2002 - Otis funds restoration of painting; original close to home
UTC's Otis unit funds the restoration of a valuable painting that hangs in a French village church near Otis' factory in Gien. Read more...

2002 - UTC Chairman and CEO Recognized for Leadership in the Arts
United Technologies Chairman and CEO George David win the Connecticut Opera’s Medici Award for Leadership in the Arts. This is only the second time the award -- named after one of France’s greatest patrons of the arts -- has been given by the Connecticut Opera. Read more...

2001 - UTC receives a "Bravo" for its opera support
United Technologies Corp. receives a 2001 Bravo Award for outstanding support to the opera community. The award is presented by OPERA America. Read more...

2000 - Art exhibits sponsored by UTC draw record crowds
HARTFORD, Conn. -- Exhibits sponsored by United Technologies Corporation pushes attendance at the Wadsworth Atheneum Museum into record-breaking territory.94,000 people visited the museum during the 12-week run of "The Impressionists at Argenteuil" exhibit and 81,000 came during the "Salvador Dali's Optical Illusions" exhibit earlier that year. United Technologies proudly sponsored both blockbuster events.

UTC also sponsors the Argenteuil exhibit's appearance at the National Gallery of Art in Washington, D.C. That show drewing 272,000 visitors. Read more...

United Technologies & the Defense Industry

The name sounds like they make light bulbs, but UT, a.k.a. Sikorsky, sells Black Hawk and Comanche helicopters and various missile systems designed to inspire terror in civilians from Palestine to Colombia to Somalia and beyond.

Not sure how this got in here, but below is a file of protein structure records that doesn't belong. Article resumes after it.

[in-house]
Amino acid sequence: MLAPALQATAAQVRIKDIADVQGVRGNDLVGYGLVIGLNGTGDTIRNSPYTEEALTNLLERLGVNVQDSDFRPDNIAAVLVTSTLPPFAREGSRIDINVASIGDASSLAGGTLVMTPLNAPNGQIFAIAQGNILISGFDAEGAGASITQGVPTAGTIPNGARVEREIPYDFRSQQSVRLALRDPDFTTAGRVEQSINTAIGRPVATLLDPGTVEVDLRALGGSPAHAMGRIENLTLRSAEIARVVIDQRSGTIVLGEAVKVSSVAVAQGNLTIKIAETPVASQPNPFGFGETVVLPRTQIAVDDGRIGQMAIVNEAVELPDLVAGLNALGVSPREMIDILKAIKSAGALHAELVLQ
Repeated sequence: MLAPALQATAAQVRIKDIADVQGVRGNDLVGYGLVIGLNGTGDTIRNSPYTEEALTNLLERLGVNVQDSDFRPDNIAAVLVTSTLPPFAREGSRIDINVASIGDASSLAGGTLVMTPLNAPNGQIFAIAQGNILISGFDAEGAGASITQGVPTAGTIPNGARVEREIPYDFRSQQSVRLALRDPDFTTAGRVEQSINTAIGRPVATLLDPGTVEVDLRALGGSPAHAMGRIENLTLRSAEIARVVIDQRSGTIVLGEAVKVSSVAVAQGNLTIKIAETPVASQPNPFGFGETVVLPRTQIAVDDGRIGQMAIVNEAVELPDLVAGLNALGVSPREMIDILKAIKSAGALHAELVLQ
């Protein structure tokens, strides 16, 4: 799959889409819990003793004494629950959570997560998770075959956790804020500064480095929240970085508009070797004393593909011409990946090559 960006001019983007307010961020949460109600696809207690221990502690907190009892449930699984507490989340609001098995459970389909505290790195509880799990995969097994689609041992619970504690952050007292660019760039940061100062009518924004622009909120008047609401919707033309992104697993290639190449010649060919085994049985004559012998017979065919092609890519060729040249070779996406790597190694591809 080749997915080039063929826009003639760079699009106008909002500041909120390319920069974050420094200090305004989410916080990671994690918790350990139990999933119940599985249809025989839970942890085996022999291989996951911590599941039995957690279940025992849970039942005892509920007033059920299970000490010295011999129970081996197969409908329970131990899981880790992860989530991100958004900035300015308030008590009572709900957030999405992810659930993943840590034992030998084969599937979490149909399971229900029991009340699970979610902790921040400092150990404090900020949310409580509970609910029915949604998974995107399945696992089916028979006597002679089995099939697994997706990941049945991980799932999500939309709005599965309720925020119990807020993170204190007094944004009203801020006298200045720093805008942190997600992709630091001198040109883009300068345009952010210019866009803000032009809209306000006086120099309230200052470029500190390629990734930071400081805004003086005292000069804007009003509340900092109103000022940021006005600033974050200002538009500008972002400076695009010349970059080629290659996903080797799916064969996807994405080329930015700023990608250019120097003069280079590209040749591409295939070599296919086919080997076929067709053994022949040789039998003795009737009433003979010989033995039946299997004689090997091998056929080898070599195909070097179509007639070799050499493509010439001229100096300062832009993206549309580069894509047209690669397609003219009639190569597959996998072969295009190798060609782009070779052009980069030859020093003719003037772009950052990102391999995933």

CEO: George David
Military contracts 2005: $5.0 billion
Defense-related contributions in the 2004 election cycle: $558,850*

United Technologies may be a Fortune 500 company, but it’s not a household name – and most people don’t realize that the maker of Otis elevators and Carrier air conditioners and heaters is a major military contractor. The Hartford, Connecticut-based company makes military helicopters, engines and missile systems.Its subsidiary Hamilton Sundstrand creates flight systems for both commercial and military aircrafts, while UT subsidiary Pratt & Whitney designs and manufactures engines, gas turbines and space propulsion system for military aircrafts. In 2003, United Technologies also acquired the British electronic security company Chubb Ltd.

UT’s helicopter division Sikorsky manufactures the enormously expensive and deadly Comanche and Black Hawk helicopters – the latter made famous from the US debacle in Somalia. In February 2004, Sikorsky got a surprise when the US army canceled its RAH-66 Comanche helicopter program, a joint partnership between the company and Boeing, valued at $14.6 billion. The Army had invested $6.9 billion into the Comanche helicopter project over 21 years and, had it continued, it would have cost more than $39 billion. However, Sikorsky won’t do too badly at the end of the day: the Pentagon is proposing to take the money allocated for the Comanches and use it to buy 796 Black Hawk and other helicopters, as well as upgrading the helicopters that the Army currently owns.